Research Article: Clostridium difficile exosporium cysteine-rich proteins are essential for the morphogenesis of the exosporium layer, spore resistance, and affect C. difficile pathogenesis

Date Published: August 8, 2018

Publisher: Public Library of Science

Author(s): Paulina Calderón-Romero, Pablo Castro-Córdova, Rodrigo Reyes-Ramírez, Mauro Milano-Céspedes, Enzo Guerrero-Araya, Marjorie Pizarro-Guajardo, Valeria Olguín-Araneda, Fernando Gil, Daniel Paredes-Sabja, Theresa M. Koehler.


Clostridium difficile is a Gram-positive spore-former bacterium and the leading cause of nosocomial antibiotic-associated diarrhea that can culminate in fatal colitis. During the infection, C. difficile produces metabolically dormant spores, which persist in the host and can cause recurrence of the infection. The surface of C. difficile spores seems to be the key in spore-host interactions and persistence. The proteome of the outermost exosporium layer of C. difficile spores has been determined, identifying two cysteine-rich exosporium proteins, CdeC and CdeM. In this work, we explore the contribution of both cysteine-rich proteins in exosporium integrity, spore biology and pathogenesis. Using targeted mutagenesis coupled with transmission electron microscopy we demonstrate that both cysteine rich proteins, CdeC and CdeM, are morphogenetic factors of the exosporium layer of C. difficile spores. Notably, cdeC, but not cdeM spores, exhibited defective spore coat, and were more sensitive to ethanol, heat and phagocytic cells. In a healthy colonic mucosa (mouse ileal loop assay), cdeC and cdeM spore adherence was lower than that of wild-type spores; while in a mouse model of recurrence of the disease, cdeC mutant exhibited an increased infection and persistence during recurrence. In a competitive infection mouse model, cdeC mutant had increased fitness over wild-type. Through complementation analysis with FLAG fusion of known exosporium and coat proteins, we demonstrate that CdeC and CdeM are required for the recruitment of several exosporium proteins to the surface of C. difficile spores. CdeC appears to be conserved exclusively in related Peptostreptococcaeace family members, while CdeM is unique to C. difficile. Our results sheds light on how CdeC and CdeM affect the biology of C. difficile spores and the assembly of the exosporium layer and, demonstrate that CdeC affect C. difficile pathogenesis.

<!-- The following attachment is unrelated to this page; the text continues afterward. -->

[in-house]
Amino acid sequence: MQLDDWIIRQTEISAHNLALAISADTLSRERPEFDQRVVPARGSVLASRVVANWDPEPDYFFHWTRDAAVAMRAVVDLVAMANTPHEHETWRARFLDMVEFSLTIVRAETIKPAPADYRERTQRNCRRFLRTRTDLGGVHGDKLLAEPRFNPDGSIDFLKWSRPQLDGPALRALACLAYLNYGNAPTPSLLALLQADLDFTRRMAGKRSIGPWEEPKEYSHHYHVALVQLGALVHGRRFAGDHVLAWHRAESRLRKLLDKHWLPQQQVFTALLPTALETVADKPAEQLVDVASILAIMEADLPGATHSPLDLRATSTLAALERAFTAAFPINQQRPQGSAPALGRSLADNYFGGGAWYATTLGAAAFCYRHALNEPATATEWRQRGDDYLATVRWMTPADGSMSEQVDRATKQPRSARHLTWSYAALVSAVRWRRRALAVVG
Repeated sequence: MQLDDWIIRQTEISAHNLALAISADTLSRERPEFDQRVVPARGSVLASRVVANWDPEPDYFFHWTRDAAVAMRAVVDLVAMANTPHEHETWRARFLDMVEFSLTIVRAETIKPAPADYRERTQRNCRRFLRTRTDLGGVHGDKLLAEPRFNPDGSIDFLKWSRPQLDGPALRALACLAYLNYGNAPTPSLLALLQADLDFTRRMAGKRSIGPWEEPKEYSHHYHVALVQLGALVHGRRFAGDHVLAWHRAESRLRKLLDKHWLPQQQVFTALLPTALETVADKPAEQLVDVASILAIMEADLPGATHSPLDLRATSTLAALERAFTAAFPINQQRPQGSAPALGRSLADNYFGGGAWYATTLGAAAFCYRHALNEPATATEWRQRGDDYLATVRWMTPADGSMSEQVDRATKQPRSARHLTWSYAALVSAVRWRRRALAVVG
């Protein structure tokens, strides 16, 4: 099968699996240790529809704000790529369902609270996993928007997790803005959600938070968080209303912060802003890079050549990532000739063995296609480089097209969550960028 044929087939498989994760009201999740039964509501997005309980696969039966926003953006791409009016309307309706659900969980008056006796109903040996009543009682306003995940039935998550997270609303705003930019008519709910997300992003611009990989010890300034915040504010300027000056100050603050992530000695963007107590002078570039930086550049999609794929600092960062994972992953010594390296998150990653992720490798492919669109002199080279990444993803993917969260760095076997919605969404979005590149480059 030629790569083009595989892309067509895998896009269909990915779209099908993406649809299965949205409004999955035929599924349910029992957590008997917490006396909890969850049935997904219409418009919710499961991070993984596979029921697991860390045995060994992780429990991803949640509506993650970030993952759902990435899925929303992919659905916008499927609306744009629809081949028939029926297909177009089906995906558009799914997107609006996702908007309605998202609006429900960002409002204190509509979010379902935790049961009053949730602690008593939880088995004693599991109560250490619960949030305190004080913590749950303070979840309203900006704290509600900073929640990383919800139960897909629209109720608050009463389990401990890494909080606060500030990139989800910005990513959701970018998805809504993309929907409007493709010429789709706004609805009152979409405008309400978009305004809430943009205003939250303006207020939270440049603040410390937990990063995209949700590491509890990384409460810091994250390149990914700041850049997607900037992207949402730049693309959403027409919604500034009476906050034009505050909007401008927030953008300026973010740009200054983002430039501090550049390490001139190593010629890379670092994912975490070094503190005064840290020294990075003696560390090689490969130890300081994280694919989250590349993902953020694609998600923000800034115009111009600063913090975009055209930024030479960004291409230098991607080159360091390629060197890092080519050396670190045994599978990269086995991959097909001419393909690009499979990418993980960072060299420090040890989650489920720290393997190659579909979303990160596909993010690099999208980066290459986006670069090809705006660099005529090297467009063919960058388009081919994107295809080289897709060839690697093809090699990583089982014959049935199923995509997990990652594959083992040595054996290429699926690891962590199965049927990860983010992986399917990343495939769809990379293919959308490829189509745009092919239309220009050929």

Partial Text

Clostridium difficile [1], first reclassified as Peptoclostridium difficile [1] and more recently re-classified as Clostridioides difficile [2], is a Gram-positive, sporogenic anaerobic bacterium that is the most common cause of antibiotic-associated diarrhea within healthcare systems of the developed world [3, 4]. The clinical manifestation of the infection is diarrhea and in severe cases can produce pseudomembranous colitis, toxic megacolon and death [5]. Mortality of C. difficile infections (CDI) may reach up to 5% of CDI cases, but in several outbreaks, it has increased up to 20% [3]. Conventional metronidazole and/or vancomycin treatment (depending on the severity of the symptoms) although resolve single episodes of CDI, exhibit high rates of recurrence of the infection after a first episode. The rate of recurrence of CDI of a first, second and third episode may reach up to 20%, 40% and 60%, respectively [6, 7].

C. difficile spores exhibit an outermost exosporium layer that provides the first site of interaction with the host. Recent studies on the outermost exosporium layer of C. difficile spores have uncovered the ultrastructural variability, composition and functional properties of this layer [14, 20, 23, 38–40]. Extensive studies have demonstrated that cysteine-rich proteins have been involved in the assembly of the exosporium layer of spores of members of the B. cereus group and in the outer crust layer of B. subtilis spores [18, 24–26]. In C. difficile, there are three cysteine-rich proteins identified in the exosporium layer of C. difficile spores, CdeC, CdeM and CdeA [23]. Previously, we demonstrated that CdeC is an exosporium morphogenetic protein in epidemic C. difficile strain R20291 by performing functional analysis of a cdeC mutant strain [13]. In this work, we have used the laboratory strain 630erm due to its genetic ease, to investigate how two exosporium cysteine-rich proteins, CdeC and CdeM, contribute differentially to the spore biology and pathogenesis of C. difficile: CdeC and CdeM are both required for the correct formation of the exosporium layer. Whereas cdeC mutant exhibit defective spore coat assembly (Fig 2A and 2B) and permeability to lysozyme (Fig 4A and 4B), increased susceptibility to ethanol, heat- and macrophage-inactivation (Fig 5A, 5B and 5C), cdeM spores behaved as wild-type spores. Notably, CdeC is specific to C. difficile and related Peptostreptococcaceae family members, while CdeM is specific to C. difficile (Fig 1). In a healthy colonic mucosa, spore adherence of cdeC and cdeM spores was lower than wild-type spores (Fig 6); while during infection cdeC mutant, but not cdeM, exhibited higher diarrhea score, and persistence during recurrence of infection (Fig 7). In concordance, cdeC mutant, but not cdeM mutant, exhibited increased fitness in a competitive infection mouse model. Thus, this work contributes to our understanding on the mechanisms underlying exosporium assembly, and how this impacts C. difficile spore biology and pathogenesis.